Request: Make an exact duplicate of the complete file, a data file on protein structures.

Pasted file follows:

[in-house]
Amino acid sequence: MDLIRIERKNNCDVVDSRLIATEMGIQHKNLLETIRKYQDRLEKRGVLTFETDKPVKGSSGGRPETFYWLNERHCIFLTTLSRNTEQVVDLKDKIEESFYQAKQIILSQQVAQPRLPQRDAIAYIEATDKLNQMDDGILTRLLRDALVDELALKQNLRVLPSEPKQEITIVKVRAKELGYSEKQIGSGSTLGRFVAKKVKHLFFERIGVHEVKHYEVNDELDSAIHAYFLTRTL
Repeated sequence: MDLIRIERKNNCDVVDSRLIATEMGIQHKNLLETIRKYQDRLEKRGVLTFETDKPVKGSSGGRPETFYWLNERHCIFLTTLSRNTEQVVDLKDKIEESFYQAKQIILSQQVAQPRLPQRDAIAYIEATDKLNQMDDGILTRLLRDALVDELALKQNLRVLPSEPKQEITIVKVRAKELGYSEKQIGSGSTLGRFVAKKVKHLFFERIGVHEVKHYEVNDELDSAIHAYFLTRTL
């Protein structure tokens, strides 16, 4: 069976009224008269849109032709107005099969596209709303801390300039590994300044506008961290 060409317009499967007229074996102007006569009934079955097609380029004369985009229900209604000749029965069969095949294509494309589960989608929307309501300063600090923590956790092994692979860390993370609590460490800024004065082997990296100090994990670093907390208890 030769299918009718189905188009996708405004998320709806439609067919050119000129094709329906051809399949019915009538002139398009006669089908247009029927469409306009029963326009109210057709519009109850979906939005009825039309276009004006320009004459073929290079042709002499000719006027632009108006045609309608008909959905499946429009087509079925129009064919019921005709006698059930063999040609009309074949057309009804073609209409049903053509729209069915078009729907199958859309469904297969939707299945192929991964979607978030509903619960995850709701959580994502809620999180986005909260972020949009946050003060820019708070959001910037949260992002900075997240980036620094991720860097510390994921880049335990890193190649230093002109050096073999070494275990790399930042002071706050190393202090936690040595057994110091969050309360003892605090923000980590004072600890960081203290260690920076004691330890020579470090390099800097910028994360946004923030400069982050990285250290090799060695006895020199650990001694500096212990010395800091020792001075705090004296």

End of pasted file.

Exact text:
[in-house]
Amino acid sequence: MDLIRIERKNNCDVVDSRLIATEMGIQHKNLLETIRKYQDRLEKRGVLTFETDKPVKGSSGGRPETFYWLNERHCIFLTTLSRNTEQVVDLKDKIEESFYQAKQIILSQQVAQPRLPQRDAIAYIEATDKLNQMDDGILTRLLRDALVDELALKQNLRVLPSEPKQEITIVKVRAKELGYSEKQIGSGSTLGRFVAKKVKHLFFERIGVHEVKHYEVNDELDSAIHAYFLTRTL
Repeated sequence: MDLIRIERKNNCDVVDSRLIATEMGIQHKNLLETIRKYQDRLEKRGVLTFETDKPVKGSSGGRPETFYWLNERHCIFLTTLSRNTEQVVDLKDKIEESFYQAKQIILSQQVAQPRLPQRDAIAYIEATDKLNQMDDGILTRLLRDALVDELALKQNLRVLPSEPKQEITIVKVRAKELGYSEKQIGSGSTLGRFVAKKVKHLFFERIGVHEVKHYEVNDELDSAIHAYFLTRTL
């Protein structure tokens, strides 16, 4: 069976009224008269849109032709107005099969596209709303801390300039590994300044506008961290 060409317009499967007229074996102007006569009934079955097609380029004369985009229900209604000749029965069969095949294509494309589960989608929307309501300063600090923590956790092994692979860390993370609590460490800024004065082997990296100090994990670093907390208890 030769299918009718189905188009996708405004998320709806439609067919050119000129094709329906051809399949019915009538002139398009006669089908247009029927469409306009029963326009109210057709519009109850979906939005009825039309276009004006320009004459073929290079042709002499000719006027632009108006045609309608008909959905499946429009087509079925129009064919019921005709006698059930063999040609009309074949057309009804073609209409049903053509729209069915078009729907199958859309469904297969939707299945192929991964979607978030509903619960995850709701959580994502809620999180986005909260972020949009946050003060820019708070959001910037949260992002900075997240980036620094991720860097510390994921880049335990890193190649230093002109050096073999070494275990790399930042002071706050190393202090936690040595057994110091969050309360003892605090923000980590004072600890960081203290260690920076004691330890020579470090390099800097910028994360946004923030400069982050990285250290090799060695006895020199650990001694500096212990010395800091020792001075705090004296």